Monday, 13 August 2012


Chatting briefly about this to three swimming acquaintances in the pool at the Raich Carter Sports Centre this morning, I realised there would be a more divergent view of it than that for the Opening Ceremony. Of the three (all older than me), one went to bed halfway through, the other two liked it.

Me, I thought it was a mess.

Just about every decision they made was the wrong one. I should note that I'm trying not to let the fact that I was unfamiliar with many of the artists and their songs affect my impressions.

I didn't think much of the general design which I found very unappealing. I don't think that having many of the artists riding around on buses, in cars, or on trucks worked. There had to be a much better way of presenting them; even a better way of presenting them on buses, etc.

Even apart from the fact that most, if not all, of it was mimed to pre-recorded tracks, I'm sure the sound was 'off', at least in the beginning, and I was wearing my hearing aids. The arrangement to Waterloo Sunset was overblown and would have been far better accompanied by just an acoustic guitar. It didn't help that Ray Davies looked like a lecherous geriatric and didn't sound much better. The appearance of the Spice Girls confirmed what I always thought about them -overrated (or: just crap). George Michael sang one song too many (or two too many, for my taste). Russell Brand, excruciatingly embarrassing as he sang I Am The Walrus. And, much as I love The Who, they were just as bad a choice to end the show as was Paul McCartney two weeks and two days ago. And much more of which memory currently fails me. The musical montage of songs from the opening ceremony was far far better.

So, what did I like? Anything at all? Well, not a lot. Emeli Sande, Take That (a huge surprise there to people who know me, but compared to a lot of what was on offer their talent and presence just stood out), Jessie J (particularly with the remnants of Queen -I could have done without Brian May's preceding guitar solo and I love guitar solos) who has a powerful voice and enormous stage presence, the choreography to Kate Bush's  beautiful song Running Up The Hill, the visual tribute to John Lennon (an arsehole -cf. I Am The Walrus- as far as I'm concerned) and the playing of Imagine, his finest song with lyrics absolutely appropriate to the occasion and which are completely in tune (ho ho) with my own views.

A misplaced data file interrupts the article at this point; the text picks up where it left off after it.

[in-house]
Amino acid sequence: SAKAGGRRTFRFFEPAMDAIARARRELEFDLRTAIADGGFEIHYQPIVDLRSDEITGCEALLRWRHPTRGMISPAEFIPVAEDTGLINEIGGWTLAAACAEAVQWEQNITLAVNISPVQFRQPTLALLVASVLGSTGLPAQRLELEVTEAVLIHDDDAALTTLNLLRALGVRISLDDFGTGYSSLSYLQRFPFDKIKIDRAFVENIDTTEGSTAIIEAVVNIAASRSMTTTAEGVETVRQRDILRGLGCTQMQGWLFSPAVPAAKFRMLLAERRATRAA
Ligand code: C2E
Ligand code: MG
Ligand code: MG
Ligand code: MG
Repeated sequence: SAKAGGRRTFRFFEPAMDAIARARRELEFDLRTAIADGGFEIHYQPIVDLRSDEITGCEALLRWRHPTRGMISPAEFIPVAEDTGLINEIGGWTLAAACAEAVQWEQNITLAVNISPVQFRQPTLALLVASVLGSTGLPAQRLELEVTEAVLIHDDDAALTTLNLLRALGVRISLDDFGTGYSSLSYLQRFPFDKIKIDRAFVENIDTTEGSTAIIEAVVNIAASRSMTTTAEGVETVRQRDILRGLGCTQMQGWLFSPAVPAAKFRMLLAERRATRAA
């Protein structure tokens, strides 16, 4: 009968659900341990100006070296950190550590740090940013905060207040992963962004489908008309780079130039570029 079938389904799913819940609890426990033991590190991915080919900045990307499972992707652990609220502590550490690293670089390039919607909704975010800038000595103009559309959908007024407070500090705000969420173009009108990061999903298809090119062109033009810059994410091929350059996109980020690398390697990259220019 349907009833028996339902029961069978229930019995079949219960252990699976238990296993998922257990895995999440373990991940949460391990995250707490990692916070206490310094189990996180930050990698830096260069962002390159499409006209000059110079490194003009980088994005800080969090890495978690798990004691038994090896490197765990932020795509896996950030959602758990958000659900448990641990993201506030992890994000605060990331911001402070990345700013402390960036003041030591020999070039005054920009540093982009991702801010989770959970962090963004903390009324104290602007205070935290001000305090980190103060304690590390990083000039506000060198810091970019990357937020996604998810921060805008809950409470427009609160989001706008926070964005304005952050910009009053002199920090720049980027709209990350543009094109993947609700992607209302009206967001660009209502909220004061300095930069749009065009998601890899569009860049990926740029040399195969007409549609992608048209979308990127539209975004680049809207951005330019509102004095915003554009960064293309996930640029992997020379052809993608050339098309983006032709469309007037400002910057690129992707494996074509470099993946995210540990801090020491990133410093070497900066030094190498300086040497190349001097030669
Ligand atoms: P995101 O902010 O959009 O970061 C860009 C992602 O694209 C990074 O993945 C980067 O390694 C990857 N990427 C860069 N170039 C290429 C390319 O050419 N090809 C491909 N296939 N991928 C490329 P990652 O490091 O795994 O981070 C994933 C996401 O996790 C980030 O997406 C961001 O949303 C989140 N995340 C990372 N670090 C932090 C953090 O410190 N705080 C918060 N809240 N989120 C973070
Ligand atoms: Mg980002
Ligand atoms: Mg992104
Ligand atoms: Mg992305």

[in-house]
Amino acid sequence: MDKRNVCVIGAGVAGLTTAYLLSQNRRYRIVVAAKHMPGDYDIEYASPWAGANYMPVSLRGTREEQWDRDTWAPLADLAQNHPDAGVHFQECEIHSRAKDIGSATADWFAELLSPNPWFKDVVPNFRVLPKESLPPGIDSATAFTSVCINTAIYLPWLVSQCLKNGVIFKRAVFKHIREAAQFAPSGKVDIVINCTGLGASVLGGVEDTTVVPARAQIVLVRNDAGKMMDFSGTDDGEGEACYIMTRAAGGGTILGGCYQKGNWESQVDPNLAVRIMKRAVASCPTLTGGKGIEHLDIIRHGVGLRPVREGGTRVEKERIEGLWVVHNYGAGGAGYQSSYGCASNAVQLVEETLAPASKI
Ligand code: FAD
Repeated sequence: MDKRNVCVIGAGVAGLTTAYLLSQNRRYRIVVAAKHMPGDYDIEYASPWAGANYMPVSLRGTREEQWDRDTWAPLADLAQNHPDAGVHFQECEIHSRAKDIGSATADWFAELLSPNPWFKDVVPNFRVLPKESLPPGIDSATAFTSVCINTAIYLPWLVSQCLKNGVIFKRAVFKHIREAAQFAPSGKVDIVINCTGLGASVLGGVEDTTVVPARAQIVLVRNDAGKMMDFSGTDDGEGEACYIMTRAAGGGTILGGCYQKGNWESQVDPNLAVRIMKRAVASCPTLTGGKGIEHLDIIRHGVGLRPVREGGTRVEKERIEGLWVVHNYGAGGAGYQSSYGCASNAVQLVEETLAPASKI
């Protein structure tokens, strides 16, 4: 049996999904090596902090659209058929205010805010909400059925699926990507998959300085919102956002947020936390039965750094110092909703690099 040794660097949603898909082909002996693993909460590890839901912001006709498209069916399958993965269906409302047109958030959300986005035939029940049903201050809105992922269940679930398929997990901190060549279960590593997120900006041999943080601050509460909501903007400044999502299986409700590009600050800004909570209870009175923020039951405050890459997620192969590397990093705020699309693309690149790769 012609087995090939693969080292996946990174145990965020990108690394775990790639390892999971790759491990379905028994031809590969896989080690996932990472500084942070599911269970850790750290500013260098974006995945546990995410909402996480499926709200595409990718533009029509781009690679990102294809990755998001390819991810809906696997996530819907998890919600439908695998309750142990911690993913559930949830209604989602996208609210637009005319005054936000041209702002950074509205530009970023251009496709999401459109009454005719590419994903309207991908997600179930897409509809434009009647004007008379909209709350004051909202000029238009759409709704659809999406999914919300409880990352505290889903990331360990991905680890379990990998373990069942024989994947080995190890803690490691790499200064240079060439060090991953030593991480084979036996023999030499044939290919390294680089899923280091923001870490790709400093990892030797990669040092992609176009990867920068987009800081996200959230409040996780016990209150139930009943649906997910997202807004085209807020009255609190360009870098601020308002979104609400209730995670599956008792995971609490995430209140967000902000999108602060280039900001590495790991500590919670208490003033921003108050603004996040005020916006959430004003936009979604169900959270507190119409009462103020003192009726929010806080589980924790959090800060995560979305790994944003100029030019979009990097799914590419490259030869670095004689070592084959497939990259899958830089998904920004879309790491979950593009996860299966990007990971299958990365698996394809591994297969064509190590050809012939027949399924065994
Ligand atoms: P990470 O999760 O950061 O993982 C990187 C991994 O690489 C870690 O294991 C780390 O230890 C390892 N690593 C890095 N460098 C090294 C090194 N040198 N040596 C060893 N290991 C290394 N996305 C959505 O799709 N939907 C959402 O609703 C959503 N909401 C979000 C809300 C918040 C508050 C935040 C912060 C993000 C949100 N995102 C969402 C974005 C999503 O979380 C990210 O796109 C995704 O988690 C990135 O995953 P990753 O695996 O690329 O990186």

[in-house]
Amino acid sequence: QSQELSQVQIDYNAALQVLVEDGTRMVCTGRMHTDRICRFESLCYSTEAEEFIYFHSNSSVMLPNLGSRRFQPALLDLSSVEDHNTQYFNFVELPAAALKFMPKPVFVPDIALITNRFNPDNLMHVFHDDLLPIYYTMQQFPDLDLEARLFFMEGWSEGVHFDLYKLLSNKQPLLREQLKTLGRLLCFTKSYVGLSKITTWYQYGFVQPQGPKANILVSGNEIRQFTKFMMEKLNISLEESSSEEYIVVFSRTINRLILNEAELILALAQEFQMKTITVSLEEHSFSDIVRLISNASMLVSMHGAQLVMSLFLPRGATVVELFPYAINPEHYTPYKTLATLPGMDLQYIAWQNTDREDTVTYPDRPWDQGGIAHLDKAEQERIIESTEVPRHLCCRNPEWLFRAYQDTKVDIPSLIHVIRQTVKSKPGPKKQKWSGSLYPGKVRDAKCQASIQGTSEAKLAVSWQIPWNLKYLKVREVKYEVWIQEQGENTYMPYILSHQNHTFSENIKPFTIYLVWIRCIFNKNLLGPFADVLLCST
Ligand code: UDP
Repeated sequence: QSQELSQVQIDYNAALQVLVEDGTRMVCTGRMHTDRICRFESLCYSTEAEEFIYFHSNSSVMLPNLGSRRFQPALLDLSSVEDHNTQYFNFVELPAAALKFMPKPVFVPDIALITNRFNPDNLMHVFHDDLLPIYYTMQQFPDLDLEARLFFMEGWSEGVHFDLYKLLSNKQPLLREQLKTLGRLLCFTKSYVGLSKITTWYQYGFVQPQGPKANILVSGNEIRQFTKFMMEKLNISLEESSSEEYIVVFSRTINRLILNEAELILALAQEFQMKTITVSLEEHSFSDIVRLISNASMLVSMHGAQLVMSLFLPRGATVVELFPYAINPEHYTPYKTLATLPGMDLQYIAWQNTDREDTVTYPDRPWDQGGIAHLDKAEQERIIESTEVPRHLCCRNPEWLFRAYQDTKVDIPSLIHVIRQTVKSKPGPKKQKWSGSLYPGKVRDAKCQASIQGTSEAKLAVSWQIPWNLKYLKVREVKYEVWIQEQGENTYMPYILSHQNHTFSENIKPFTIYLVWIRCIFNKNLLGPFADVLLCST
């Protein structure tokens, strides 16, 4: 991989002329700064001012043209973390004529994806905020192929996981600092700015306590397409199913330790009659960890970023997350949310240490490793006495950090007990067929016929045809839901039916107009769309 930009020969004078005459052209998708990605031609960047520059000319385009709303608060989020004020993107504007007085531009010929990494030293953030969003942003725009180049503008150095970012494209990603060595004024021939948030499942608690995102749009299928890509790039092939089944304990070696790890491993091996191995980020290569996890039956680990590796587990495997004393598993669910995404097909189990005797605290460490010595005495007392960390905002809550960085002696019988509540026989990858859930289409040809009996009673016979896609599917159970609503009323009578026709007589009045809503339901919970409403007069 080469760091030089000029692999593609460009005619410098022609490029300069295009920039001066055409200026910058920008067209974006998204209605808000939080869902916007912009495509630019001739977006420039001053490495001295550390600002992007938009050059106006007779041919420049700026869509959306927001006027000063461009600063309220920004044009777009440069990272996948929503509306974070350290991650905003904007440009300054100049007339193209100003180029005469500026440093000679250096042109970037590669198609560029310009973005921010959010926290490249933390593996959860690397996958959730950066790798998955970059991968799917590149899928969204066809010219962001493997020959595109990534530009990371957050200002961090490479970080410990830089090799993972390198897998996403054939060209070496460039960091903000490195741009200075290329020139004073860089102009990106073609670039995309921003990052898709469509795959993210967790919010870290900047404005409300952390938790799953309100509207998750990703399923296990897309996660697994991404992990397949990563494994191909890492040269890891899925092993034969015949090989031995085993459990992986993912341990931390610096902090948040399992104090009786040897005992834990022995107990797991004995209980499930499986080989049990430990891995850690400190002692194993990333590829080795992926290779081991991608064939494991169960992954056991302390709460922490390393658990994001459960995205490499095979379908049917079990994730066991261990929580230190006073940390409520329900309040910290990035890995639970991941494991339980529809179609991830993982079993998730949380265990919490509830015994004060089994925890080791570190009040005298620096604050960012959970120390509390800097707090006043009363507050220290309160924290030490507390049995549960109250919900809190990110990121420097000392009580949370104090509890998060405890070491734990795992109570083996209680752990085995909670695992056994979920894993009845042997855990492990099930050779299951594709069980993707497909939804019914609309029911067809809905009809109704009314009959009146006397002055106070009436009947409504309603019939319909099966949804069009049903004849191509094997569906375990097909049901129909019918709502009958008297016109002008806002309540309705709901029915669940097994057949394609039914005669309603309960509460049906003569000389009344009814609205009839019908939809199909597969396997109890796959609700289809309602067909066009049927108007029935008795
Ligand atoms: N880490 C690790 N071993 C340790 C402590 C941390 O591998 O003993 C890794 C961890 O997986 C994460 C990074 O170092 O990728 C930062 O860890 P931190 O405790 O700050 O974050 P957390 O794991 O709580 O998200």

Ultimately all I can say is that I'm so glad this wasn't the opening ceremony which was as inspirational as this was uninspired.

Thoughts on London Olympics 2012.

Like the opening ceremony, inspirational. It started with bang, stuttered a little for a couple of days, then exploded as everything started going well and medals began rolling in for Team GB. We got the best of British from the athletes, not just in their sporting efforts, but the way they conducted themselves -gracious, humble, proud, acknowledging the parts others played in their achievements (including in one poignant moment, her late mother). And the best of British came from the thousands of volunteers, in public and behind the scenes, unfailing helpful and cheerful, wonderful ambassadors for our country. We got the best of British too from the spectators -in Beijing four years earlier, audiences disappeared when the Chinese weren't on the field- who cheered every nationality and cheered every athlete from first to the last, every winner and every loser.

This is modern Britain and we showed the world why we still deserve to be called Great.

Favourite Heroes.

All the athletes are heroes for their dedication and perseverance but here are some of mine from the games.

Jessica Ennis

Mo Farah

Nicola Adams

Joanna Rowsell (right)

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